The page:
If you take a look in the packaging, you should see transparent, thin, round papers. If what you see is yellow, opaque, and square-shaped, then those are NOT rice papers but Chinese wheat flour spring roll wrappers. Don’t be surprised if you get confused, there are 9 rice paper alternatives.
Where can you buy them?
Rice paper wrappers are a fairly common product in the Asian aisle of large stores. You can also buy them online. Here are the 7 most common brands you can find to buy. They use a mix of rice and tapioca starch which would be important for how you need to handle them. Try to avoid products with 100% tapioca as they are super thin and really hard to work with!
How to store them?
- Unopened packages can be stored in your pantry. No need to put them in the fridge.
- Always dry your hands before taking a rice paper from the package. Wet hands will activate them and they will stick together.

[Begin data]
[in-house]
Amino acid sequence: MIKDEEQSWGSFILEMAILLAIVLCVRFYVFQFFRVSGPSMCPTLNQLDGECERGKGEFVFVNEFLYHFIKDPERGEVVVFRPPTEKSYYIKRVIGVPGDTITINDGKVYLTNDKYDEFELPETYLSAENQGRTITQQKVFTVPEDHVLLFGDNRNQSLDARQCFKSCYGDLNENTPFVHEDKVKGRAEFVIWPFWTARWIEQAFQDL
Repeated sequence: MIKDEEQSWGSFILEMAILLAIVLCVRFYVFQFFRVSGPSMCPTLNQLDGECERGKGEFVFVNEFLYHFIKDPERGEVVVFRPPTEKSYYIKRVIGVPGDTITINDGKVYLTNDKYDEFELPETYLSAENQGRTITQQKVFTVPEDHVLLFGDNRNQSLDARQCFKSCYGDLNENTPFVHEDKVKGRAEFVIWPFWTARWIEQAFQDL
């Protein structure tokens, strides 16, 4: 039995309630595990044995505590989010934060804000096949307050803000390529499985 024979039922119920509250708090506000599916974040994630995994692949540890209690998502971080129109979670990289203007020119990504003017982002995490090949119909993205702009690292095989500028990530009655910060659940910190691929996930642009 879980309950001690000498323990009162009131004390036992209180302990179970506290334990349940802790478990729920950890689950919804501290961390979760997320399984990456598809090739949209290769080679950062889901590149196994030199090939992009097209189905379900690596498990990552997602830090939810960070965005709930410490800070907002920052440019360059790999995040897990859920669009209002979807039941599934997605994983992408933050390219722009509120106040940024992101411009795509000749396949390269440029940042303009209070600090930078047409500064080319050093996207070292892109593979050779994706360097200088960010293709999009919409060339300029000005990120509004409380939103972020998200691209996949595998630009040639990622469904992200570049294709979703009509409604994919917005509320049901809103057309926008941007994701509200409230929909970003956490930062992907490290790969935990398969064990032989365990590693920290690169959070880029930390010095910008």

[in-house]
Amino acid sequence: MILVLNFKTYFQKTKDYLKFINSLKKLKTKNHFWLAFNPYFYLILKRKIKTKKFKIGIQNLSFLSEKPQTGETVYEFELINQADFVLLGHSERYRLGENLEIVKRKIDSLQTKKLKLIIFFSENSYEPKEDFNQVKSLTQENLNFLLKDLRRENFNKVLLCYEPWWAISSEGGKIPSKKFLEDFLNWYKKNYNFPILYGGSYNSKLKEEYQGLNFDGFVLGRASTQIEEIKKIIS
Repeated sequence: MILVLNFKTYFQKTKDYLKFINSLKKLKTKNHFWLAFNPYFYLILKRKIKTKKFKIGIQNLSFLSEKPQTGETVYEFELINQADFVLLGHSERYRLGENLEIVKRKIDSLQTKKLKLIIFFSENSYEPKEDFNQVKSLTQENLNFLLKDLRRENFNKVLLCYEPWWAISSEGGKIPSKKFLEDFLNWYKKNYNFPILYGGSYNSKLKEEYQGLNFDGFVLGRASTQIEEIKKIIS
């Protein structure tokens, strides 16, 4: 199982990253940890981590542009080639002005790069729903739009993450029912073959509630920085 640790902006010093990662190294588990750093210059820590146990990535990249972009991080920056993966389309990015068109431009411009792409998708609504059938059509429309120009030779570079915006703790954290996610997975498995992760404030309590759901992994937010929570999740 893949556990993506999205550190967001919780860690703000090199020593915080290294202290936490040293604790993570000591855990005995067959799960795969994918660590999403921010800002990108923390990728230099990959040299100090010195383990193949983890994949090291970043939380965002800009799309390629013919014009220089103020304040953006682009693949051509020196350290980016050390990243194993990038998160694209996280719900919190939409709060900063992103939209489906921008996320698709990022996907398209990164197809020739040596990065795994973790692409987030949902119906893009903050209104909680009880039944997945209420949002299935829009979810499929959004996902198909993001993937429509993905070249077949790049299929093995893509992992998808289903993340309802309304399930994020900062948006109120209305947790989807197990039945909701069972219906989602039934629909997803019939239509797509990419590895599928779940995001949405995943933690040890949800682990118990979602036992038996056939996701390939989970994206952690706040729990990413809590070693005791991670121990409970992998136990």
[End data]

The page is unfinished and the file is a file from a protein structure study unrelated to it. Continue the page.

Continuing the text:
- If you open a package but don’t use all of them, transfer the rest to an airtight container or large zip lock bag. In high humidity areas, it can stick together if stored on open air.
How to soften rice paper wrappers?
Damp towel or submerging in water?
The short answer is “it depends on the tapioca starch content of your rice paper”. You would think rice paper is just rice. But that is not always true. If you check your packaging you will see that there is tapioca starch.
—->The ratio of tapioca dictates how you need to handle your rice paper.
- Rice paper from 100% tapioca starch – Put the rice paper in between the folds of a damp towel. Pet it gently for a couple of seconds to get it soft.
- Rice paper from 100% rice – You need to submerge it in water to get them soft. A damp towel will not be enough.
- Large tapioca : rice ratio – If the first ingredient listed is tapioca starch then it means your rice paper is more tapioca than rice. The larger the ratio of the tapioca (it means the thinner your rice paper) the less time you need to submerge it. In short, keep it shorter and double up if needed.
How long you need to submerge it in water?
We have a rice paper spring rolls recipe, where we use a rice paper wrapper made of 100% rice. To get them soft, we need to submerge this type in water for 7-8 seconds.
So how to test it if you have rice paper with tapioca starch?